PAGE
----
Dec 5, 2009

Google Public DNS -Security & Privacy Analysis

Author: S.C. Leung
Google announced provision of free Google Public DNS service [1]. It is now in experimental stage targeting individual user only. Google Public DNS service is part of Google's cloud computing initiative to make Internet services available anywhere at any time.

It has a far reaching impact to the Internet after Google goes into the search engine business. Here is my preliminary analysis from information security & privacy perspective.

Performance and Availability
With the vast and distributed points of presence, clients are able to obtain more speedy and more resilient DNS services via geo-location awareness load balancing (technically using anycast), cache and prefetch name resolution. [2]

Comments: Just as the GMail service, Google has a wonderful resilience in infrastructure that corporations cannot generally afford. However, Google has no commitment on service level and you are always advised to have a secondary DNS pointing to your own ISP or internal DNS server.

Google Public DNS has designs against spoof attacks leading to DNS cache poisoning. [3]
  • filter out malformed queries and responses.
  • use more randomness of source ports and responding DNS servers
  • randomly vary the case of letters in domain names queried by "0x20 technique" [4] to reduce chance of spoofed response.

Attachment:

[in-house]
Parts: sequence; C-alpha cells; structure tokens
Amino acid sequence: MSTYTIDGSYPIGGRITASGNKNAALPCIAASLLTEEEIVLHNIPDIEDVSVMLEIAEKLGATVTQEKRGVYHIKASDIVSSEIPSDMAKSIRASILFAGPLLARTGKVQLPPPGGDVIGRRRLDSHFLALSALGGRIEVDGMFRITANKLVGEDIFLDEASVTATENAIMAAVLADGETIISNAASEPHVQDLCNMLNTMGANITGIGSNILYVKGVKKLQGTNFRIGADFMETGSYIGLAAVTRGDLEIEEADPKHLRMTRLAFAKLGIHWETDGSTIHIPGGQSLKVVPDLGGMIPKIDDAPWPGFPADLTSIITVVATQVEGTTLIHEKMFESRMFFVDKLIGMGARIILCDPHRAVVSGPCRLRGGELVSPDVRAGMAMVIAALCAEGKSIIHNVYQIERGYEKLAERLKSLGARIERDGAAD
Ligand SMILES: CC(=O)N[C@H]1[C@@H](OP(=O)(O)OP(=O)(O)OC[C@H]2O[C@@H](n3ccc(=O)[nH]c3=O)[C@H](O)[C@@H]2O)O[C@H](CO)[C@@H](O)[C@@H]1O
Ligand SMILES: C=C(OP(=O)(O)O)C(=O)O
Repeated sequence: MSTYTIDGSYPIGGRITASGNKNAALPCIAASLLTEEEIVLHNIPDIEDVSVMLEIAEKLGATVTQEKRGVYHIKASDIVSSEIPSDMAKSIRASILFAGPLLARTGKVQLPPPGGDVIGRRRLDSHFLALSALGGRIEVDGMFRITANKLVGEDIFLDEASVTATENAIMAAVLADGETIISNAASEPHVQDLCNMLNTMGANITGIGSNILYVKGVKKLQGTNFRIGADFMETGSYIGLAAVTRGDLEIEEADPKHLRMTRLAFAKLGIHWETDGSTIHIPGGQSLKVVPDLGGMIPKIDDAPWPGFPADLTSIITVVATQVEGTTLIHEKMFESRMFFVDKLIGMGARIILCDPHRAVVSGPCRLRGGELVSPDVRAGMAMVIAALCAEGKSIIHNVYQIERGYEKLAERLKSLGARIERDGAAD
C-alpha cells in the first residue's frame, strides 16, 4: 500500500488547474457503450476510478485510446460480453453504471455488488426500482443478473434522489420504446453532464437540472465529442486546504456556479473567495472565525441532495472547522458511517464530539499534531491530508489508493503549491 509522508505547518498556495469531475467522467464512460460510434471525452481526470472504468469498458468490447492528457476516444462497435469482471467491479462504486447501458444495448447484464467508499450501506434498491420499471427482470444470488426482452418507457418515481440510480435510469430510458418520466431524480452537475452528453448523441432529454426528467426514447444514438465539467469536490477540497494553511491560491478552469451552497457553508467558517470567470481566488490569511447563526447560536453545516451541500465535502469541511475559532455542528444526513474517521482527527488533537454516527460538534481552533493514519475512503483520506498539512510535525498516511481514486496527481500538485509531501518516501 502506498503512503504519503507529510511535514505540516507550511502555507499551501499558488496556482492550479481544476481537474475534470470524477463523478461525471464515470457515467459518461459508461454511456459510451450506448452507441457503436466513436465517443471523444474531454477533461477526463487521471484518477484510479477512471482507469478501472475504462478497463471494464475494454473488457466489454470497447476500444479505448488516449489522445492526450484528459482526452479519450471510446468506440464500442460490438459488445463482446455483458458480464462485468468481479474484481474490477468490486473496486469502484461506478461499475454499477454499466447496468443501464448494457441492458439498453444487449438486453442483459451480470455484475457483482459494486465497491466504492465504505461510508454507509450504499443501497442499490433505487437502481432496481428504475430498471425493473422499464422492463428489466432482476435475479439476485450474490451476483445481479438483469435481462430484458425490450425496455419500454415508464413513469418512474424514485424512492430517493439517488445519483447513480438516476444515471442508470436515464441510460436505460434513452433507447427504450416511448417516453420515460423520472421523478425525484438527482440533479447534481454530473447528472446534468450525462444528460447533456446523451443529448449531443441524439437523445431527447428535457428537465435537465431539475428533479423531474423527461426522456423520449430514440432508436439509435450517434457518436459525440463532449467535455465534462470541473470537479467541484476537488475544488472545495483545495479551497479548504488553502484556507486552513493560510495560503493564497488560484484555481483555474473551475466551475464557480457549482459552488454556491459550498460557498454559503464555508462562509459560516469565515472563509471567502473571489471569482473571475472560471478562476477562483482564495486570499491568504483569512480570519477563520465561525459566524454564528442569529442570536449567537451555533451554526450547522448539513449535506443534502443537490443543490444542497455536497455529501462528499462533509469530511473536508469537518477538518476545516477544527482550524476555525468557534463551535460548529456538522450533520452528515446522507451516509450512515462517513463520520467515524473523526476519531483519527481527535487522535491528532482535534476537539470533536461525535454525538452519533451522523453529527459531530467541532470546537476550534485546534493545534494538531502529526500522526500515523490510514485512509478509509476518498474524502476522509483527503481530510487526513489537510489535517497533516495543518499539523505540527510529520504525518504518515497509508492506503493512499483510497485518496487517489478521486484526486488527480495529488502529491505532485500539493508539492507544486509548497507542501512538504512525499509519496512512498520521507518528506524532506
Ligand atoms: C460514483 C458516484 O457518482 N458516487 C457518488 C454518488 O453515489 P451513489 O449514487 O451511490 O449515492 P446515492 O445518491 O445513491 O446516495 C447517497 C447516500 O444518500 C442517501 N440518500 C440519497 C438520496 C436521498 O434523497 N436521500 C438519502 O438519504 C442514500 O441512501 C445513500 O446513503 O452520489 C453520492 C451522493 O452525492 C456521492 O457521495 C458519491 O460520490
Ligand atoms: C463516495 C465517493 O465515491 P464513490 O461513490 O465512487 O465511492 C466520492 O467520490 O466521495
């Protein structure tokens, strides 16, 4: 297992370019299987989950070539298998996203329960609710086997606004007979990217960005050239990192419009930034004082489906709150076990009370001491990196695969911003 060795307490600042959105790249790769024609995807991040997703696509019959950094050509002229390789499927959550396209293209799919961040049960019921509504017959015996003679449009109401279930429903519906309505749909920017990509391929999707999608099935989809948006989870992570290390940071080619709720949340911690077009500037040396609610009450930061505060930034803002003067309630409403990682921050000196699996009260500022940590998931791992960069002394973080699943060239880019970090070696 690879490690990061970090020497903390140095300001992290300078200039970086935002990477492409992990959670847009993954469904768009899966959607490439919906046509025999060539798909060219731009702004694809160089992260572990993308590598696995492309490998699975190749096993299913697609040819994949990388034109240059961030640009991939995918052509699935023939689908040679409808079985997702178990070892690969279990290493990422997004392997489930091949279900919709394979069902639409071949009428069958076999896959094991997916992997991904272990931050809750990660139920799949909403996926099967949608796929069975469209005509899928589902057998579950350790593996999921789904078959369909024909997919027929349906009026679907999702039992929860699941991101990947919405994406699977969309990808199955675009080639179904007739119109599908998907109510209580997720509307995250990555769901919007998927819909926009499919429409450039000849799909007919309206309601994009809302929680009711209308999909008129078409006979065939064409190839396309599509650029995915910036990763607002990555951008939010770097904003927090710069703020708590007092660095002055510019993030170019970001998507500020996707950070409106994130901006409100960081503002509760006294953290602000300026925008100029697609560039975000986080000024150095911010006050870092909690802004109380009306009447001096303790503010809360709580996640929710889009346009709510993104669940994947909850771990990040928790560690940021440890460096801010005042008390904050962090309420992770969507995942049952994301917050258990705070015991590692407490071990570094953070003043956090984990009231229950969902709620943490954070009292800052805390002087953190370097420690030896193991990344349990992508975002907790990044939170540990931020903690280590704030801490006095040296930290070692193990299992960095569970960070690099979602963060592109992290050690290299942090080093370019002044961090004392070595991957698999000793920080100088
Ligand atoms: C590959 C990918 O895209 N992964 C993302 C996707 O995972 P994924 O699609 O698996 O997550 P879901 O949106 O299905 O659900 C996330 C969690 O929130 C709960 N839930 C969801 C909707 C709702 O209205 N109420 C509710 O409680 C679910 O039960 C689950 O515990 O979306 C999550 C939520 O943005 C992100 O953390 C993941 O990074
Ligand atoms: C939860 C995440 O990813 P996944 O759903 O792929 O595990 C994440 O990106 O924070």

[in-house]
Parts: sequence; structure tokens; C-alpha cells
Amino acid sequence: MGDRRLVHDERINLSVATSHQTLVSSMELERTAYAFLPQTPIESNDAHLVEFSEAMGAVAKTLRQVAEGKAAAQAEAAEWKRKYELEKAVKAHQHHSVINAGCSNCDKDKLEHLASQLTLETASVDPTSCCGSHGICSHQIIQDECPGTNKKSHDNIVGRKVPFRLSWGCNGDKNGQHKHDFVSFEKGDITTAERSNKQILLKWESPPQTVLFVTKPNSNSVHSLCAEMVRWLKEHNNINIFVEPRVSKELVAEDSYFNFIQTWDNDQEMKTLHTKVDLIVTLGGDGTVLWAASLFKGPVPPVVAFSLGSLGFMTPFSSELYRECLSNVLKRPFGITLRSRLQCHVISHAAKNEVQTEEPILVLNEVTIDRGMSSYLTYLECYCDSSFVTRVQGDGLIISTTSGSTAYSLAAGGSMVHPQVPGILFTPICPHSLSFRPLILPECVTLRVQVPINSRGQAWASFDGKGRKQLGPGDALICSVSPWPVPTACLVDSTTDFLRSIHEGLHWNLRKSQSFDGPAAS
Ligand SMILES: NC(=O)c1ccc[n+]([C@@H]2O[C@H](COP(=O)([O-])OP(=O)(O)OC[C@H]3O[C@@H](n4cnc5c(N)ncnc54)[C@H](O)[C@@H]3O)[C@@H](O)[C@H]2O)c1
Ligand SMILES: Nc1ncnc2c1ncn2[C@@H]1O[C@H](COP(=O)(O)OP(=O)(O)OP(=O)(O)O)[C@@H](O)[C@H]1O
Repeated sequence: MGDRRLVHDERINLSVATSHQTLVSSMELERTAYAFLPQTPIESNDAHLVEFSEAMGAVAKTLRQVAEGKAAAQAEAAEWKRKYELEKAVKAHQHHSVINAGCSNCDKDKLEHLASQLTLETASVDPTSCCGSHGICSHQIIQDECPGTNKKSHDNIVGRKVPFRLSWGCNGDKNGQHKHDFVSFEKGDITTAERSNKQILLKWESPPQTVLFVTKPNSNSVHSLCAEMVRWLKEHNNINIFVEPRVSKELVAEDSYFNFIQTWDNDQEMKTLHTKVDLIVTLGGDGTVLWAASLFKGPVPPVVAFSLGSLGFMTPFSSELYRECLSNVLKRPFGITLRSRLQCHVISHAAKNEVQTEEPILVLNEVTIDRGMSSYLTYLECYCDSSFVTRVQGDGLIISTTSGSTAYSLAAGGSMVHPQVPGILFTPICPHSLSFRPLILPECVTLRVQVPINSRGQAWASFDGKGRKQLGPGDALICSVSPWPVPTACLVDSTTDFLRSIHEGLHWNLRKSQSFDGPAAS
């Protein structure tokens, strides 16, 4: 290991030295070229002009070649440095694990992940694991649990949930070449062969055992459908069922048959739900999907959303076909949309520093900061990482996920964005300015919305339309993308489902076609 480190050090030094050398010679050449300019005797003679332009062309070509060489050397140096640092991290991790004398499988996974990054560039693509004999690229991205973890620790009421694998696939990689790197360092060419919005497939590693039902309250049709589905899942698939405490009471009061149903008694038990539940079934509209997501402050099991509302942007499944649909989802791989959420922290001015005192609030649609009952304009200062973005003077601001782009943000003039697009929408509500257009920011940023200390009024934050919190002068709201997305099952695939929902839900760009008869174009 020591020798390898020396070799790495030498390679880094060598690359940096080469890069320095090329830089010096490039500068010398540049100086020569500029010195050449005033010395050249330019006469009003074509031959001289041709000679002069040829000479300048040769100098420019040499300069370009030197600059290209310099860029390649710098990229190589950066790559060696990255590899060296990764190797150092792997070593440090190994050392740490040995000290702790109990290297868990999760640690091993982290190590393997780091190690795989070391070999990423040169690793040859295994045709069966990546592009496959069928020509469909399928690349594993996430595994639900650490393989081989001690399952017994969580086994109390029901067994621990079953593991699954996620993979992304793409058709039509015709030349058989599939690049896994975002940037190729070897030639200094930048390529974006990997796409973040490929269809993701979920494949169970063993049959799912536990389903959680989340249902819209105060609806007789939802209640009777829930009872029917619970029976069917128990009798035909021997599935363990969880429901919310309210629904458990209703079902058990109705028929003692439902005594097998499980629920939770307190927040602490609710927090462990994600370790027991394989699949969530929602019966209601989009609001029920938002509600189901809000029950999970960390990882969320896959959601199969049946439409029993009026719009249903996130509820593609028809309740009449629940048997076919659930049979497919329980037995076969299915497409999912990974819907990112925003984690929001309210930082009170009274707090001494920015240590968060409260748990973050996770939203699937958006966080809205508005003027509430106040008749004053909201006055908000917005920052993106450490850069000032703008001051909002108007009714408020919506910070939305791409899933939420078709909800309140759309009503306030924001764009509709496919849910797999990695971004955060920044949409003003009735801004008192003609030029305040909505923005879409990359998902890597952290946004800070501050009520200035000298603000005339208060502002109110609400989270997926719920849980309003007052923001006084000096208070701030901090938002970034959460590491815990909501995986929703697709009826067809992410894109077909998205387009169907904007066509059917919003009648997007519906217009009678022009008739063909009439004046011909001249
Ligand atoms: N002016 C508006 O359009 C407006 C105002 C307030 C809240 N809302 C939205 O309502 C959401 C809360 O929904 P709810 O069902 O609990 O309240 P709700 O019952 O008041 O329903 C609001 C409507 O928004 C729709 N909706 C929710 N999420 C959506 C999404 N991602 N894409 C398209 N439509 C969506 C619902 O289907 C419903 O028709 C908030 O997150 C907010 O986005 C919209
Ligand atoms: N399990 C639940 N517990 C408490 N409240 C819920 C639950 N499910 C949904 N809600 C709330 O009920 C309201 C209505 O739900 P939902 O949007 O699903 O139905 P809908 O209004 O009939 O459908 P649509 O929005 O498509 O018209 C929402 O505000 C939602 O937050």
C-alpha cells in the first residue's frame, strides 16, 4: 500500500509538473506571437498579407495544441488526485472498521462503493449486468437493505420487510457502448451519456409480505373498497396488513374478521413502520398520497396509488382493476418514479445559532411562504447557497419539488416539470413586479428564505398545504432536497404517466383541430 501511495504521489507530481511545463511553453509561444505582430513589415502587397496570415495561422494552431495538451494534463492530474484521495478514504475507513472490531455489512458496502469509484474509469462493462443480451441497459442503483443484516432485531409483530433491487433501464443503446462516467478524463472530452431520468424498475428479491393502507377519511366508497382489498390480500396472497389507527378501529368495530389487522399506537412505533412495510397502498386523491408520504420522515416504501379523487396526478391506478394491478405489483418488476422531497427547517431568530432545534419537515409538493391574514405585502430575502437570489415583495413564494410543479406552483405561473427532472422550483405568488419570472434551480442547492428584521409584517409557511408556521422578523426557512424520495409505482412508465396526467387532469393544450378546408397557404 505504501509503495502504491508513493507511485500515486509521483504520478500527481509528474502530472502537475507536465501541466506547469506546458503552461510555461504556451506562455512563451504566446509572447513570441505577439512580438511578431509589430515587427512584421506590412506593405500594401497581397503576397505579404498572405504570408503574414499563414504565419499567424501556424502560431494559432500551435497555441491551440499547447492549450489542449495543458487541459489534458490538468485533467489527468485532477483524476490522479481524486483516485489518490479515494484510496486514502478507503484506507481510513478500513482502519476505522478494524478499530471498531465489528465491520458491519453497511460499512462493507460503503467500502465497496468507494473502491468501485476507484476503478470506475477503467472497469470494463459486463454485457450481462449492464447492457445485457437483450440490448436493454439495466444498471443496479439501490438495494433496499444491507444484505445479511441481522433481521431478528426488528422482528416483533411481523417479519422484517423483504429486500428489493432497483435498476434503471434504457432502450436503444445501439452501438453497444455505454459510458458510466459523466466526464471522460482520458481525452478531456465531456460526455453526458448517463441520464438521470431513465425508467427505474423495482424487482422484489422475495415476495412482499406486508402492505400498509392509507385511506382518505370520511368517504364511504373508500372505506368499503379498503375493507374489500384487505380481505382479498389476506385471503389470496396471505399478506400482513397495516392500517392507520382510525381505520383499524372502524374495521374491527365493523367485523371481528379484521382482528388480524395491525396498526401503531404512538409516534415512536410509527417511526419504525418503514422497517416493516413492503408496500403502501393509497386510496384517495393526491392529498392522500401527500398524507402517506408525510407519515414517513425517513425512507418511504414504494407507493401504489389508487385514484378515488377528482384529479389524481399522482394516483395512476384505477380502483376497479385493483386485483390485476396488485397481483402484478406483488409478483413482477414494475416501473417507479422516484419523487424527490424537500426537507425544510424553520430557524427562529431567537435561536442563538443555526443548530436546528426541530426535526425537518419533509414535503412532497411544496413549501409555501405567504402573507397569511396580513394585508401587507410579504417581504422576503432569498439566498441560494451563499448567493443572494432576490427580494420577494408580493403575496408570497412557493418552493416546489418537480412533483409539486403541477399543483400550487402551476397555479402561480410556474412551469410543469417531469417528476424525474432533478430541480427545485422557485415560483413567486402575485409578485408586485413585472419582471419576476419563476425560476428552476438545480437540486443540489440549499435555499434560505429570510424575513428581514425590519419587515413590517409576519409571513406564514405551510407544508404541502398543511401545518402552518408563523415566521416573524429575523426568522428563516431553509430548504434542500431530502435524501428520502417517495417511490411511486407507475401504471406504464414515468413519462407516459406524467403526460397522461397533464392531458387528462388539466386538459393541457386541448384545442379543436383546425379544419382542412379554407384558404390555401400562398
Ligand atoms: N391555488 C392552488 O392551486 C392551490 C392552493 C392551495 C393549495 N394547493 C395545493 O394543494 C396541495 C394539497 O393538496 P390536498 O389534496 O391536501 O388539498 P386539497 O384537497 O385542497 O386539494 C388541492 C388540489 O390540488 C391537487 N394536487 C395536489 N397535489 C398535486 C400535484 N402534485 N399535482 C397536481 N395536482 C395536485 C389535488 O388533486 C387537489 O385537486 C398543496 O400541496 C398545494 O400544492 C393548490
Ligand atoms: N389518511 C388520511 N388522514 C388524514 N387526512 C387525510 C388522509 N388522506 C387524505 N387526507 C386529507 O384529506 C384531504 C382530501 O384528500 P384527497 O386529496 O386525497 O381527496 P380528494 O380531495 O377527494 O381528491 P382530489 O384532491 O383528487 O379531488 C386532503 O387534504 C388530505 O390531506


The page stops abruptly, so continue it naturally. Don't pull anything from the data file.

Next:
• remove duplicate name queries are removed to mitigate birthday attacks (spoofed flooding response to increase chance of hit)
Google Public DNS has designs against Denial-of-service (DoS) and amplification attacks [3]
  • rate limiting of outgoing queries to name servers
  • rate limiting of outgoing responses to clients
Comments: These security measures are very carefully designed to combat the most current DNS attacks. Note that, however, there is a limitation in Public DNS. It can only accept and forward DNSSEC requests but CANNOT validate DNSSEC responses. When DNSSEC is popularizing we need to keep an eye on this.

Everyone knows that a log of you DNS queries is merely the same as a log of your web access habit without the content involved. Another Google service Safe Browsing was challenged by a researcher RSnake of potentially infringe clients' privacy by collecting client machines' browsing history[5]. Will that happen to Public DNS? What does Google log?

The Privacy Policy [6] specifies that they stores two sets of logs: temporary and permanent. Temporary logs (kept within 24-48 hours) store the user's full IP address so that Google can spot potentially bad things like attacks and fix problems like particular domains not showing up for specific users. The permanent log has no personally identifiable information or IP information but user's geolocation and ISP (AS number). Google will not correlate user's use of other services, like Search and advertisement.